Like most people I suppose I was more familiar with the von Braun story - from building the V2 with slave labour to chief architect of the Saturn V - and Cadbury devotes a lot of the early book to showing how the two men's different experiences of mid-twentieth century totalitarianism shaped their lives; von Braun successfully surrendered to the Americans with most of his team as the Nazi regime collapsed, Korolev imprisoned in the gulag for a decade. It is interesting that von Braun, rather than Korolev, was hampered by internal political constraints, largely because his face didn't fit and through the late 1950s various arms of the US government tried to find other, more American, engineers who would put stuff in space quicker (and they failed).
Having said that, Korolev had to go right to the top, one dispute between him and Glushko being personally resolved by Krushchev. Korolev was also fortunate in that the failures of his programme could be hushed up. But he seems to have had a lucky touch as well; he took a number of chances with the Soviet space programme, including with the lives of the astronauts, which fortunately succeeded (and intimidated the Americans), and after his death in 1966 the wheels came off - Vladimir Komarov killed on re-entry in 1967, the failure of the N1 rocket, the deaths of the Soyuz 11 crew; all problems that might easily have happened on Korolev's watch but somehow didn't.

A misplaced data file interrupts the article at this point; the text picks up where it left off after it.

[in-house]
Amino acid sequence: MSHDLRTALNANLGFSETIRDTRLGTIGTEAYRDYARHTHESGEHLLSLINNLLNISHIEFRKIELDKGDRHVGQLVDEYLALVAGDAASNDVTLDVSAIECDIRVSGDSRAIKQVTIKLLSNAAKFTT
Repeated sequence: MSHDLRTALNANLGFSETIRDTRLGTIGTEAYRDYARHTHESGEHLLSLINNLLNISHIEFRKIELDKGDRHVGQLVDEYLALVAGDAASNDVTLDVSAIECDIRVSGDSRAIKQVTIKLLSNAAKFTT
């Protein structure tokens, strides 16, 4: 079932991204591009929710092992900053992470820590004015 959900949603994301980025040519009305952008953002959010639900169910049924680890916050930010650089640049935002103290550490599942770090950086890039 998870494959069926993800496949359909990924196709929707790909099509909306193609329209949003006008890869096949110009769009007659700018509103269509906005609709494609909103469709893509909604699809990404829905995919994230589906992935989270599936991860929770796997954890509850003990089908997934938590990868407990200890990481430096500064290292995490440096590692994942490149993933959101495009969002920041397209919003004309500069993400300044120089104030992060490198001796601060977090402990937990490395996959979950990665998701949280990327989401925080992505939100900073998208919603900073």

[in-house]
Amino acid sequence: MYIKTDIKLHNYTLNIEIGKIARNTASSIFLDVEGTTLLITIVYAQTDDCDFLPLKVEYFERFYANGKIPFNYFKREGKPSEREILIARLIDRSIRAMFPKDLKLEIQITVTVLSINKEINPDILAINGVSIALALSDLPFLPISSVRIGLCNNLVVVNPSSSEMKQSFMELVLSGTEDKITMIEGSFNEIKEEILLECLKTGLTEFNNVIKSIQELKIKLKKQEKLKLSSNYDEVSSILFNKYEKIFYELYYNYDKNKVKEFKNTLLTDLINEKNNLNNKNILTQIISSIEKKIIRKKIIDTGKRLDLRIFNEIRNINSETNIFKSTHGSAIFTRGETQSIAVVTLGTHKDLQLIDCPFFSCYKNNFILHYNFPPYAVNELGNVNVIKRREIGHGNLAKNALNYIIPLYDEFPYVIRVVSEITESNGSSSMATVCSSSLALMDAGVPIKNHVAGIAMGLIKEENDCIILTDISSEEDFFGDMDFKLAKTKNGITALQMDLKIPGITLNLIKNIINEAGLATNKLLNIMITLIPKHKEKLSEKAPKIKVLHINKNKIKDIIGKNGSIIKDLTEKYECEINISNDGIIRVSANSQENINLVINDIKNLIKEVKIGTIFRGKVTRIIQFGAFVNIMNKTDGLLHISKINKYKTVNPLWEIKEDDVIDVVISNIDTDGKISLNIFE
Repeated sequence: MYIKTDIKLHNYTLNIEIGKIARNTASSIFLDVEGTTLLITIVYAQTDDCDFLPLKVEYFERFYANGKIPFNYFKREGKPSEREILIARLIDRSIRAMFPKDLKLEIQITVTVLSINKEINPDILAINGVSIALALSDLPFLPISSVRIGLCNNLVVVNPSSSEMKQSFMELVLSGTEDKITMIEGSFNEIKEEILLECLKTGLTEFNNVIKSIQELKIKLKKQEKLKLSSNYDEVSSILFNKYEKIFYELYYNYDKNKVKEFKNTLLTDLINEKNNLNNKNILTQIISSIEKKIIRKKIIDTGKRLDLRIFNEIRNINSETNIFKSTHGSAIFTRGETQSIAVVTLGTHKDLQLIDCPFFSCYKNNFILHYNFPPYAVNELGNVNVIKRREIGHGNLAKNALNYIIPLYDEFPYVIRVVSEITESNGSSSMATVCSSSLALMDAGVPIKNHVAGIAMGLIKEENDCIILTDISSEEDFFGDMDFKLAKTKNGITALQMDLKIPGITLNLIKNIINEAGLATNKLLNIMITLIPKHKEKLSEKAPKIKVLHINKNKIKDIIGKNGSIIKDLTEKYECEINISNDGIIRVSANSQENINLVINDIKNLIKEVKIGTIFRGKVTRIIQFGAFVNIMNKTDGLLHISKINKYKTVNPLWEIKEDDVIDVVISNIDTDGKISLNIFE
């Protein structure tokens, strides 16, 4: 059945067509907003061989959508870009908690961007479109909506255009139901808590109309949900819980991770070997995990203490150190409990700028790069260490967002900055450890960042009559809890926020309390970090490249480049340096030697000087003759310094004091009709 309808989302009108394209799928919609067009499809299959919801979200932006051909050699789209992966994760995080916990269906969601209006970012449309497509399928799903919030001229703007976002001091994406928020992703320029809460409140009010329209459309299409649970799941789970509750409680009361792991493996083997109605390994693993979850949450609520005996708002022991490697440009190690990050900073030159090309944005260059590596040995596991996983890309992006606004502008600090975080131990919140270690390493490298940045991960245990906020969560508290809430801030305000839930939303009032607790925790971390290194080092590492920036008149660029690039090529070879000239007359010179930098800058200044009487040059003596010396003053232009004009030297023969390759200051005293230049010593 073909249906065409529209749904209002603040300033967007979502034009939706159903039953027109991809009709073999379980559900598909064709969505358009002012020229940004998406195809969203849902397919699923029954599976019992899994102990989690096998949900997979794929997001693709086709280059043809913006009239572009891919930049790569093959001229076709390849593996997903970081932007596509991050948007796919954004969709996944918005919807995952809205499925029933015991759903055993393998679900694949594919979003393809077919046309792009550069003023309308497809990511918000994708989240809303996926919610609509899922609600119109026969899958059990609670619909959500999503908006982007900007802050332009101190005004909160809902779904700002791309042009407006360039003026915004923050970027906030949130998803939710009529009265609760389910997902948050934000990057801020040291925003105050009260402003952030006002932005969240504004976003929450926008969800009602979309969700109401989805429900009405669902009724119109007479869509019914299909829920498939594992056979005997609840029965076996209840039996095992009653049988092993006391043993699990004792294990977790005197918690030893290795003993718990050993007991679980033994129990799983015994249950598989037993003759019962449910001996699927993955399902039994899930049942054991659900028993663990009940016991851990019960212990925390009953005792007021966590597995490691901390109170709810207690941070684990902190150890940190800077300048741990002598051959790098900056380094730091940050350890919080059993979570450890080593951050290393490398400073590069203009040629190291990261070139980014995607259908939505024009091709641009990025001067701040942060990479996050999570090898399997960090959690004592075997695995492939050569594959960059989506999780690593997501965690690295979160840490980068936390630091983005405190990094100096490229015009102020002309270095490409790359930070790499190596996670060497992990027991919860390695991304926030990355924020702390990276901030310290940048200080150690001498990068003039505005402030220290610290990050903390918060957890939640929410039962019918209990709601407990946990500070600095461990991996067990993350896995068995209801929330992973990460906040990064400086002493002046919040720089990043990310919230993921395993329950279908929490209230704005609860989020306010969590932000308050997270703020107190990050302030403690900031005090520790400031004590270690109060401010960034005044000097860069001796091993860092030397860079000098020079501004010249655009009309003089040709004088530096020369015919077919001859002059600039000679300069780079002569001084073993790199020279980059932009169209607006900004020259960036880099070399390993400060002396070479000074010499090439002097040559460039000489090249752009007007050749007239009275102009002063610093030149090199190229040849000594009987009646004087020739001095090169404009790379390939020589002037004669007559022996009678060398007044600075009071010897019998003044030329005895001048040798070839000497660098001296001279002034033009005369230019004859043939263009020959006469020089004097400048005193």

Unlike a lot of space histories, this one runs out of steam when we get to the moon landing, having lost the central dynamic of the rivalry between the two chief engineers. But there's plenty to think about anyway.